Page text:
Dismiss Notice
Join Physics Forums Today!
The friendliest, high quality science and math community on the planet! Everyone who loves science is here!

Phonon Energy and Density of States

  1. Mar 10, 2015 #1
    Hi all,

    In Charles Kittel (Introduction to Solid State Physics) He writes :

    U (Total Phonon Energy ) = Σkp((ħ*ωk,p)/((exp(ħ*ωk,p/τ))-1))

    I understand this, but then he integrate over k and multiply by density of states :

    U (Total Phonon Energy ) = ∑p∫dω*Dp(ω)*((ħ*ωk,p)/((exp(ħ*ωk,p/τ))-1))

    I understand the Integration, but why multiply by density of states, if he wants to change the variable dk to dω why not just use the dispersion relation i.e k=g(ω) so dk=(the first dervative g(ω))*dω , dk=dω/Vg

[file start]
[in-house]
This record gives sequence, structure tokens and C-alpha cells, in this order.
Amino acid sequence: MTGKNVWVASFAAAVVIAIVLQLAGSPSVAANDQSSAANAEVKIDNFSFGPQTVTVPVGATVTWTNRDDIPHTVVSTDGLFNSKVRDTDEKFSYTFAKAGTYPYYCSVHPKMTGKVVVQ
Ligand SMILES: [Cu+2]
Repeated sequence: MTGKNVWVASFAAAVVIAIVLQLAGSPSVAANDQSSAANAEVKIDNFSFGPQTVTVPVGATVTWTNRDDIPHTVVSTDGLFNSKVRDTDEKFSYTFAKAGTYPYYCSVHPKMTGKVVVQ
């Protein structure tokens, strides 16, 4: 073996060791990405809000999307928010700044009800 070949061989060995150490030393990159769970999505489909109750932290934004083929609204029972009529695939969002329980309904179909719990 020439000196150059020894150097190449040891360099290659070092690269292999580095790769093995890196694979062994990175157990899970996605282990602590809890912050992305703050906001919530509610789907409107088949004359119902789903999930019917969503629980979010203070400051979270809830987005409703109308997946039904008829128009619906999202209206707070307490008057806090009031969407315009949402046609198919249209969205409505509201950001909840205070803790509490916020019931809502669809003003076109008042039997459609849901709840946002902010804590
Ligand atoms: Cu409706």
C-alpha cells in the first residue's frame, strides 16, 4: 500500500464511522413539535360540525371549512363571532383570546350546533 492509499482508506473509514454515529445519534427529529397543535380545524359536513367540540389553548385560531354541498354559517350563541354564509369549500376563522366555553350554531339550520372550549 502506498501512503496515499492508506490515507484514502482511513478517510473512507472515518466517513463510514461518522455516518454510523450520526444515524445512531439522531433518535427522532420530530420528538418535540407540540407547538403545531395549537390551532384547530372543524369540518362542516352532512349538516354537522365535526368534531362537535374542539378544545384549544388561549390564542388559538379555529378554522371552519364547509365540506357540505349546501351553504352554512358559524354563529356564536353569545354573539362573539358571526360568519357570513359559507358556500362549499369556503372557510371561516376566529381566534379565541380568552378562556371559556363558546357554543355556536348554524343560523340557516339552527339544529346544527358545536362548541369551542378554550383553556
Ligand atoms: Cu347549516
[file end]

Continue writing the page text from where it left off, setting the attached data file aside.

so it be :

    U (Total Phonon Energy ) = ∑p∫dω*(1/Vg)*((ħ*ωk,p)/((exp(ħ*ωk,p/τ))-1))

    Thanks in Advance.
    Last edited: Mar 10, 2015
  2. jcsd
  3. Mar 11, 2015 #2


    User Avatar

    Staff: Mentor

    As soon as you go from a sum to an integral, you need to introduce the density of states. The number of states in the range ##(k,k+dk)## or ##(\omega,\omega+d\omega)## depends on ##k## and ##\omega##, respectively.
  4. Mar 11, 2015 #3
    Ok, that makes senses, but whats the physical meaning that at ω=0, we have a the Density of States g(ω) = (N/π)*√(M/K).

Know someone interested in this topic? Share this thread via Reddit, Google+, Twitter, or Facebook